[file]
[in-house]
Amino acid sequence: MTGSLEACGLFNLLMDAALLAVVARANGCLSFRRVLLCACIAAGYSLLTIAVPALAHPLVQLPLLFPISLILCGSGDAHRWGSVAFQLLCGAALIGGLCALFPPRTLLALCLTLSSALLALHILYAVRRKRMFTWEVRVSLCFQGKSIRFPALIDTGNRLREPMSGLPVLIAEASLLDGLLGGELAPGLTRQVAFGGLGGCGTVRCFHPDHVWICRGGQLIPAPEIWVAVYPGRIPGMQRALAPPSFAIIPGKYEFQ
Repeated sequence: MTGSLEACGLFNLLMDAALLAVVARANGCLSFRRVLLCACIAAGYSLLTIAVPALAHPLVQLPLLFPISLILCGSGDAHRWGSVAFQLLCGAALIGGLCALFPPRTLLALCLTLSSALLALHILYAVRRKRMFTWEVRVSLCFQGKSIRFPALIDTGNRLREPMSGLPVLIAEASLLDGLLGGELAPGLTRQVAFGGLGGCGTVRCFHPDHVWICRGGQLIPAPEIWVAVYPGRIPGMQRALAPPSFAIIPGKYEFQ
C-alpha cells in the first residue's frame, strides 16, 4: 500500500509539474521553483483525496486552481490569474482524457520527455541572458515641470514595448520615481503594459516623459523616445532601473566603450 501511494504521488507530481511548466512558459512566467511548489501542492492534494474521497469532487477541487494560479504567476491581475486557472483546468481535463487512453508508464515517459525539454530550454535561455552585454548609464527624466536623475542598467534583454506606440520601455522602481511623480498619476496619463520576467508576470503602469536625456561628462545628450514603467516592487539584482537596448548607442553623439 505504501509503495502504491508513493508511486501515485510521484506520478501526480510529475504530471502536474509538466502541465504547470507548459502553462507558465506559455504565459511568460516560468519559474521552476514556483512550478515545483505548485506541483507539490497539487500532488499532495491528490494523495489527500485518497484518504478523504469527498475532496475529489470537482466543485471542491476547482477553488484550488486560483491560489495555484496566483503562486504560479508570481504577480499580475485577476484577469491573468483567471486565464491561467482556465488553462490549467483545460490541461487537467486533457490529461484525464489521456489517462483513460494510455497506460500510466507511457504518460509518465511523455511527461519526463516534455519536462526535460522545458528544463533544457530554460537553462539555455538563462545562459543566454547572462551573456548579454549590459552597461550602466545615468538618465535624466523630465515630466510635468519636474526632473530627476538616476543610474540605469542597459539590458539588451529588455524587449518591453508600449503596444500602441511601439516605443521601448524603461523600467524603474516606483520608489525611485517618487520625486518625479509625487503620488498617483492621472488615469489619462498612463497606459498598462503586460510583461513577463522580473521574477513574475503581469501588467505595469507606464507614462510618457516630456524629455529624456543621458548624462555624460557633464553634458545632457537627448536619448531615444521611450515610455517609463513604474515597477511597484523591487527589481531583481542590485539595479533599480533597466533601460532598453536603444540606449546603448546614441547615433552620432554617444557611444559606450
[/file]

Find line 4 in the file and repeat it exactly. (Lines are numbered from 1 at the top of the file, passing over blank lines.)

C-alpha cells in the first residue's frame, strides 16, 4: 500500500509539474521553483483525496486552481490569474482524457520527455541572458515641470514595448520615481503594459516623459523616445532601473566603450 501511494504521488507530481511548466512558459512566467511548489501542492492534494474521497469532487477541487494560479504567476491581475486557472483546468481535463487512453508508464515517459525539454530550454535561455552585454548609464527624466536623475542598467534583454506606440520601455522602481511623480498619476496619463520576467508576470503602469536625456561628462545628450514603467516592487539584482537596448548607442553623439 505504501509503495502504491508513493508511486501515485510521484506520478501526480510529475504530471502536474509538466502541465504547470507548459502553462507558465506559455504565459511568460516560468519559474521552476514556483512550478515545483505548485506541483507539490497539487500532488499532495491528490494523495489527500485518497484518504478523504469527498475532496475529489470537482466543485471542491476547482477553488484550488486560483491560489495555484496566483503562486504560479508570481504577480499580475485577476484577469491573468483567471486565464491561467482556465488553462490549467483545460490541461487537467486533457490529461484525464489521456489517462483513460494510455497506460500510466507511457504518460509518465511523455511527461519526463516534455519536462526535460522545458528544463533544457530554460537553462539555455538563462545562459543566454547572462551573456548579454549590459552597461550602466545615468538618465535624466523630465515630466510635468519636474526632473530627476538616476543610474540605469542597459539590458539588451529588455524587449518591453508600449503596444500602441511601439516605443521601448524603461523600467524603474516606483520608489525611485517618487520625486518625479509625487503620488498617483492621472488615469489619462498612463497606459498598462503586460510583461513577463522580473521574477513574475503581469501588467505595469507606464507614462510618457516630456524629455529624456543621458548624462555624460557633464553634458545632457537627448536619448531615444521611450515610455517609463513604474515597477511597484523591487527589481531583481542590485539595479533599480533597466533601460532598453536603444540606449546603448546614441547615433552620432554617444557611444559606450